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People Mover Dulles

The People Movers At Dulles Have Been In 16 Accidents Since 2007

Why Do We Still Have Those Weird-Looking People Movers at Dulles

Here's a new one for you: once-futuristic transportation system gives way to widespread dislike and repeated mishaps.

The mobile lounges (otherwise known as people movers) at Dulles International Airport have been involved in at least 16 accidents in the past decade, according to an investigation by NBC4.

Two occurred in the past six months, including one that sent two people to the hospital in October. The Metropolitan Washington Airports Authority also settled a lawsuit for $2 million after a baggage handler was killed in a 2012 collision with a people mover, according to NBC.

Many of the other accidents were minor, but they aren't helping the mobile lounges' reputation as one of the most hated aspects of the region's most hated airport.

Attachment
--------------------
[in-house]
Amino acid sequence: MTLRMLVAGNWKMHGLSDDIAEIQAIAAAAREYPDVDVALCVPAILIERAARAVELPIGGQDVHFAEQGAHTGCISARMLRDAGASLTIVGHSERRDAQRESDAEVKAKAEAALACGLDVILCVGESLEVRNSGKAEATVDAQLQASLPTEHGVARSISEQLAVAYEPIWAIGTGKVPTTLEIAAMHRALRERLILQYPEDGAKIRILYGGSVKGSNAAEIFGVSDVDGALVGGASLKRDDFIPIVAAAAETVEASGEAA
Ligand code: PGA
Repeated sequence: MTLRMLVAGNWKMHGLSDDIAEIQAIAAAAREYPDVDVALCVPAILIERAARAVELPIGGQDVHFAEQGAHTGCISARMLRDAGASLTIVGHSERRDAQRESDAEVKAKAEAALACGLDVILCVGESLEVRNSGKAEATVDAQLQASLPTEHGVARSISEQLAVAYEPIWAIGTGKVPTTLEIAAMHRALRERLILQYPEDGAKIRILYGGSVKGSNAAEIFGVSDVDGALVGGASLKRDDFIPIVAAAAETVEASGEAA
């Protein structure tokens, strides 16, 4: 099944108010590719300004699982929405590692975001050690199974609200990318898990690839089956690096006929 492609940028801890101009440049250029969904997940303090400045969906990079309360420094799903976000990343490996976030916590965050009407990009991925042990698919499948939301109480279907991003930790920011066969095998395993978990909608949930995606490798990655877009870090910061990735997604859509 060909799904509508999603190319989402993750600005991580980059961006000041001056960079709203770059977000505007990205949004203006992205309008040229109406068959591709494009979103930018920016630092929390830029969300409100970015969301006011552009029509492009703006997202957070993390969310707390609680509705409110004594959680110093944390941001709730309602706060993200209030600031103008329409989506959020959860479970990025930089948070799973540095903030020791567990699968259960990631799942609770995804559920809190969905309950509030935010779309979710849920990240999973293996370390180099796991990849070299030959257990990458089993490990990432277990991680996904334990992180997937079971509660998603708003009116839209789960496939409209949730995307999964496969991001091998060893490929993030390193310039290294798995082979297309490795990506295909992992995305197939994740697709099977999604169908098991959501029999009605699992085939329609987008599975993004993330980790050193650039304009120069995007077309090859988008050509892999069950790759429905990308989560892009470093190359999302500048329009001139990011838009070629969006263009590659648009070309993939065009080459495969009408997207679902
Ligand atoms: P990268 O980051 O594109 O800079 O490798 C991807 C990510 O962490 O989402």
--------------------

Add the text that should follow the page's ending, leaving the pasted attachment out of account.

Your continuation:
This wasn't always the case. The dune buggy-like buses were originally considered an elegant, futuristic solution for all the walking necessitated by increasingly large airports. In a promo video from the 1950s, they were pitched as "a study of service and convenience for Washington International."

Untitled from CHRISTINA LAETZ on Vimeo.

The mobile lounges were envisioned as an extension of the airport itself rather than a sardine transportation can, and as such were once considerably more lounge-like. Guests could enjoy cocktails and music on their leisurely ride.

But as airports continued to grow, most ditched people movers in favor of trams. Dulles eventually caught up and replaced many of its mobile lounges with an AeroTrain in 2010. However, they are still used to transport people to Terminal D.

“I think the mobile lounges are unsafe. They’re antiquated, ” JC Dodson, the father of a baggage handler killed in a 2012 collision with a people mover, told NBC.

Officials made some changes, like requiring exterior lights, after the accident. But such incidents are rare, the airport's director told NBC, and the mobile lounges will remain in use for the "foreseeable future."






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